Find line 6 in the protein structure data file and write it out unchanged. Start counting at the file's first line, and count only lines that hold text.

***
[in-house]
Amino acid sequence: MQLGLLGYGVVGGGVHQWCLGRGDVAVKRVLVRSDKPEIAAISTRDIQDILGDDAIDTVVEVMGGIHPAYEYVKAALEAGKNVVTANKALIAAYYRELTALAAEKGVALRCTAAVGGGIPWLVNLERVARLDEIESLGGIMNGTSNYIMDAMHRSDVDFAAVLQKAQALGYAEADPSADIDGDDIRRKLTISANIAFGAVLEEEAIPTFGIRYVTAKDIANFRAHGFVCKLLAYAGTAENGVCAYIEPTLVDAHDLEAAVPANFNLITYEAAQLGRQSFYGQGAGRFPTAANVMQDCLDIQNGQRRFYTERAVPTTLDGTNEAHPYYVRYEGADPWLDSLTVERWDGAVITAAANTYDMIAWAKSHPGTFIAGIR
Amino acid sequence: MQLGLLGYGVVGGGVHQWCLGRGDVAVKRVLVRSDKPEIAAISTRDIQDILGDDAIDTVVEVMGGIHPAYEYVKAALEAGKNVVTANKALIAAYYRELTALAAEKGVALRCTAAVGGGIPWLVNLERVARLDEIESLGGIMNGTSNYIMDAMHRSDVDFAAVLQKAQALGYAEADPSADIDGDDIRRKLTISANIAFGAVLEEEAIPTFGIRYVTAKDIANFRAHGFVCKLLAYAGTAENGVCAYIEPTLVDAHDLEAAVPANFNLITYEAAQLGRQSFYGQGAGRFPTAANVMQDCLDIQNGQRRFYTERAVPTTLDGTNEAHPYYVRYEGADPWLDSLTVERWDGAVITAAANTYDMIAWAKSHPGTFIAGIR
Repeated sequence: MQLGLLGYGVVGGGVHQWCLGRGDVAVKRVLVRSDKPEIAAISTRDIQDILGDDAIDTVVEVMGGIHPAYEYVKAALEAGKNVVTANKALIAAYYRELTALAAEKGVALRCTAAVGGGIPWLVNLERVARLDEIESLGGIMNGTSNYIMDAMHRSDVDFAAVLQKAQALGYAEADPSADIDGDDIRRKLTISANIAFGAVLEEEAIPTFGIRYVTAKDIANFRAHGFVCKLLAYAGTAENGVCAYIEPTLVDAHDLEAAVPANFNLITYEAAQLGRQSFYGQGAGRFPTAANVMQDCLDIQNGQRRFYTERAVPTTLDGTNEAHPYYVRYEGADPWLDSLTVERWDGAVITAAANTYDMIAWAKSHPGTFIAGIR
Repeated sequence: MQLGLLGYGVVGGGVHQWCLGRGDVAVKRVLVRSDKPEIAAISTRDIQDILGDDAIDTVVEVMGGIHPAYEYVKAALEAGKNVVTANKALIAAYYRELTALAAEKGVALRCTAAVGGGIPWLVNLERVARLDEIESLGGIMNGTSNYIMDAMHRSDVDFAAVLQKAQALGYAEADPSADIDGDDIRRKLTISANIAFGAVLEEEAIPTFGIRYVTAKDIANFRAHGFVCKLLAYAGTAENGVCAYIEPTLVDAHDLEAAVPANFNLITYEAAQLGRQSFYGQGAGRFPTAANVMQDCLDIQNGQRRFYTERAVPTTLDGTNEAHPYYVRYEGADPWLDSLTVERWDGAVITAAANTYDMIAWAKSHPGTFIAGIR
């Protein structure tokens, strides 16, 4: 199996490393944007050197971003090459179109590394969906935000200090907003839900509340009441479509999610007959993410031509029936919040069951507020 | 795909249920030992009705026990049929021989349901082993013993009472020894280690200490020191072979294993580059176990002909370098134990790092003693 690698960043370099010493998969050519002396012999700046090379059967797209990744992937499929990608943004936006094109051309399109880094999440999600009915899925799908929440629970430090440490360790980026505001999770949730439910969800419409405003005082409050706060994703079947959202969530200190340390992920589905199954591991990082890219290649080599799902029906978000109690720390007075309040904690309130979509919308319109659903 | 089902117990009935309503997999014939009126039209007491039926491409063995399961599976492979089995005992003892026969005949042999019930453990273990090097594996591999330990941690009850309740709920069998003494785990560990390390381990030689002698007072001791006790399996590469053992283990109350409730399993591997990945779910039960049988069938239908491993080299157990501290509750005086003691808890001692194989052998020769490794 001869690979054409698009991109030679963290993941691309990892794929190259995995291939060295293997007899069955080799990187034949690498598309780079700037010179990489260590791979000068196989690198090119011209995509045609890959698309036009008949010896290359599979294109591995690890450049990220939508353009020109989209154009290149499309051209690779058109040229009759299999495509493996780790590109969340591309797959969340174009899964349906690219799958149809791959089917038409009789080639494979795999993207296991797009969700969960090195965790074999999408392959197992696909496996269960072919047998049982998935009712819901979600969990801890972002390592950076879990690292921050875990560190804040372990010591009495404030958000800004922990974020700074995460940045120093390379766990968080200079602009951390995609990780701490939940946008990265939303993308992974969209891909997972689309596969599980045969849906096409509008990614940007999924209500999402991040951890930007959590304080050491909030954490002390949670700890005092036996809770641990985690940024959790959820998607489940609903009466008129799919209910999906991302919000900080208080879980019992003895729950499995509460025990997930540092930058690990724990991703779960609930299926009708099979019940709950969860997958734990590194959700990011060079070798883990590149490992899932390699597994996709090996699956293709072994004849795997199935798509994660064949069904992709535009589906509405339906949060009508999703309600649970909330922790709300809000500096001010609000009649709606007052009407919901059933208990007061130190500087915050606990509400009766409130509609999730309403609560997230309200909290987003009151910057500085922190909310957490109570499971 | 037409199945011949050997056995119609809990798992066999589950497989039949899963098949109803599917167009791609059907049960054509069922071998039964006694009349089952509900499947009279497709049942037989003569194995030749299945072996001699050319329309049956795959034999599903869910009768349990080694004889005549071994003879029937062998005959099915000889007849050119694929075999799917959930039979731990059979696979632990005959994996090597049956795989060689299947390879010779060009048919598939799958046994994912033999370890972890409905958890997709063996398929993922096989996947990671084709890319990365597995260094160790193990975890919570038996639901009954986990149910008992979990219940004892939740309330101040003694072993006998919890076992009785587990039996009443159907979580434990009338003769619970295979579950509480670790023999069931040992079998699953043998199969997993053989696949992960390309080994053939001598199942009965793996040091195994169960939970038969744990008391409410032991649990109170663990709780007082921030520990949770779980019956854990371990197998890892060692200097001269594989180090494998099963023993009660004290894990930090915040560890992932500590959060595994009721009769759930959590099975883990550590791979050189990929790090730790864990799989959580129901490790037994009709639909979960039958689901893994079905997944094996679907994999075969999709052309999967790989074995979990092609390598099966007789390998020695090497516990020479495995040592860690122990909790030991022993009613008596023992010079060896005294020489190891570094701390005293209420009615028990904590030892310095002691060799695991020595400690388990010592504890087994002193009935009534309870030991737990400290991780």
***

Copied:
């Protein structure tokens, strides 16, 4: 199996490393944007050197971003090459179109590394969906935000200090907003839900509340009441479509999610007959993410031509029936919040069951507020 | 795909249920030992009705026990049929021989349901082993013993009472020894280690200490020191072979294993580059176990002909370098134990790092003693 690698960043370099010493998969050519002396012999700046090379059967797209990744992937499929990608943004936006094109051309399109880094999440999600009915899925799908929440629970430090440490360790980026505001999770949730439910969800419409405003005082409050706060994703079947959202969530200190340390992920589905199954591991990082890219290649080599799902029906978000109690720390007075309040904690309130979509919308319109659903 | 089902117990009935309503997999014939009126039209007491039926491409063995399961599976492979089995005992003892026969005949042999019930453990273990090097594996591999330990941690009850309740709920069998003494785990560990390390381990030689002698007072001791006790399996590469053992283990109350409730399993591997990945779910039960049988069938239908491993080299157990501290509750005086003691808890001692194989052998020769490794 001869690979054409698009991109030679963290993941691309990892794929190259995995291939060295293997007899069955080799990187034949690498598309780079700037010179990489260590791979000068196989690198090119011209995509045609890959698309036009008949010896290359599979294109591995690890450049990220939508353009020109989209154009290149499309051209690779058109040229009759299999495509493996780790590109969340591309797959969340174009899964349906690219799958149809791959089917038409009789080639494979795999993207296991797009969700969960090195965790074999999408392959197992696909496996269960072919047998049982998935009712819901979600969990801890972002390592950076879990690292921050875990560190804040372990010591009495404030958000800004922990974020700074995460940045120093390379766990968080200079602009951390995609990780701490939940946008990265939303993308992974969209891909997972689309596969599980045969849906096409509008990614940007999924209500999402991040951890930007959590304080050491909030954490002390949670700890005092036996809770641990985690940024959790959820998607489940609903009466008129799919209910999906991302919000900080208080879980019992003895729950499995509460025990997930540092930058690990724990991703779960609930299926009708099979019940709950969860997958734990590194959700990011060079070798883990590149490992899932390699597994996709090996699956293709072994004849795997199935798509994660064949069904992709535009589906509405339906949060009508999703309600649970909330922790709300809000500096001010609000009649709606007052009407919901059933208990007061130190500087915050606990509400009766409130509609999730309403609560997230309200909290987003009151910057500085922190909310957490109570499971 | 037409199945011949050997056995119609809990798992066999589950497989039949899963098949109803599917167009791609059907049960054509069922071998039964006694009349089952509900499947009279497709049942037989003569194995030749299945072996001699050319329309049956795959034999599903869910009768349990080694004889005549071994003879029937062998005959099915000889007849050119694929075999799917959930039979731990059979696979632990005959994996090597049956795989060689299947390879010779060009048919598939799958046994994912033999370890972890409905958890997709063996398929993922096989996947990671084709890319990365597995260094160790193990975890919570038996639901009954986990149910008992979990219940004892939740309330101040003694072993006998919890076992009785587990039996009443159907979580434990009338003769619970295979579950509480670790023999069931040992079998699953043998199969997993053989696949992960390309080994053939001598199942009965793996040091195994169960939970038969744990008391409410032991649990109170663990709780007082921030520990949770779980019956854990371990197998890892060692200097001269594989180090494998099963023993009660004290894990930090915040560890992932500590959060595994009721009769759930959590099975883990550590791979050189990929790090730790864990799989959580129901490790037994009709639909979960039958689901893994079905997944094996679907994999075969999709052309999967790989074995979990092609390598099966007789390998020695090497516990020479495995040592860690122990909790030991022993009613008596023992010079060896005294020489190891570094701390005293209420009615028990904590030892310095002691060799695991020595400690388990010592504890087994002193009935009534309870030991737990400290991780």